Anti-bullying campaigns might be tough to enforce in middle schools because nasty behavior, whether it’s picking fights or spreading ugly rumors, seems to boost kids’ popularity, new research shows.
A group of psychologists studied nearly 2,000 students at 11 middle schools in Los Angeles. They conducted surveys in the spring of 7th grade and the fall and spring of 8th grade, in which they asked the students to name their peers who were considered the “coolest,” as well as those who “start fights or push other kids around” and those who “spread nasty rumors about other kids.”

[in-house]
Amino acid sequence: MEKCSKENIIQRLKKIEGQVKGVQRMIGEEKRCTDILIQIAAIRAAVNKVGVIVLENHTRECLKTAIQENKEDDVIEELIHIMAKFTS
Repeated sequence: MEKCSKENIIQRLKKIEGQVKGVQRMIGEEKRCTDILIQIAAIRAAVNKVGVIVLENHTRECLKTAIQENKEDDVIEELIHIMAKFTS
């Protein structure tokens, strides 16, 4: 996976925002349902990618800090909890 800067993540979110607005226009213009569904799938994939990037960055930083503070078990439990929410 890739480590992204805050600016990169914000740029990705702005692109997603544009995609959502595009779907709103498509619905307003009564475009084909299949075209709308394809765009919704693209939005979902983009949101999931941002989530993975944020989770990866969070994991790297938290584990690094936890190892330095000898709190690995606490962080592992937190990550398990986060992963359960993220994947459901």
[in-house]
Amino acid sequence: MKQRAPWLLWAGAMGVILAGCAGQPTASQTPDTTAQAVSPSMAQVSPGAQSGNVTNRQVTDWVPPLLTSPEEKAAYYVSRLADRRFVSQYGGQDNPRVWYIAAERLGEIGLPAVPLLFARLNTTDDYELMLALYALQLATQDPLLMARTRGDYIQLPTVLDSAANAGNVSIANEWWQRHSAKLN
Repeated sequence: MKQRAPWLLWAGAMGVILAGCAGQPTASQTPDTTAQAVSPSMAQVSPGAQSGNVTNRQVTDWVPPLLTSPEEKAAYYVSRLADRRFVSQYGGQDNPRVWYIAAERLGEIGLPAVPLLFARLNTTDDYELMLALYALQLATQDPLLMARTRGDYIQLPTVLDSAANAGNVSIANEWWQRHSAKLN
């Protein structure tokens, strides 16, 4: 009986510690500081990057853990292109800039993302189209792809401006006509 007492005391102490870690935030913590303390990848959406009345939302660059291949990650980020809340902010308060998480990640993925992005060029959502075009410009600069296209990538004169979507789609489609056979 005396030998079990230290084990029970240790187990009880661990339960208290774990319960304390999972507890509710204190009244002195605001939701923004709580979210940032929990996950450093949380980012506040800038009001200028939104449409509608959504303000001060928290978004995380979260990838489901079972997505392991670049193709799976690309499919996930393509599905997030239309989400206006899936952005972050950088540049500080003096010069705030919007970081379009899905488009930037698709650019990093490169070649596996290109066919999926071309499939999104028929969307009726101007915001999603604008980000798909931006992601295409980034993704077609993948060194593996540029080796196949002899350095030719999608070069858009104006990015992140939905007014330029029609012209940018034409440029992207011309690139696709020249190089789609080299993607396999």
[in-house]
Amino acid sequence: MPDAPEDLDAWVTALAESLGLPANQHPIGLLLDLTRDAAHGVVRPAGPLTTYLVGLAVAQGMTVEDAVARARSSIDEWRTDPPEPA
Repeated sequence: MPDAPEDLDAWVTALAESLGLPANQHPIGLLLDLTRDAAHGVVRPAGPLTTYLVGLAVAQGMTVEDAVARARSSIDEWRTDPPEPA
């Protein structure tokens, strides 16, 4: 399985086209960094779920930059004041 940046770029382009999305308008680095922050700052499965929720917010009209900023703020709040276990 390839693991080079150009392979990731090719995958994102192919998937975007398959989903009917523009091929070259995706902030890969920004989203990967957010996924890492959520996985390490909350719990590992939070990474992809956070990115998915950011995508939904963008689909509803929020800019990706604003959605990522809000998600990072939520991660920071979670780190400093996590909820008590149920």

Often, the students who ranked coolest at one point were named among the most aggressive during the next survey, the researchers said. Conversely, the ones thought to be most aggressive went on to rank among the most popular.
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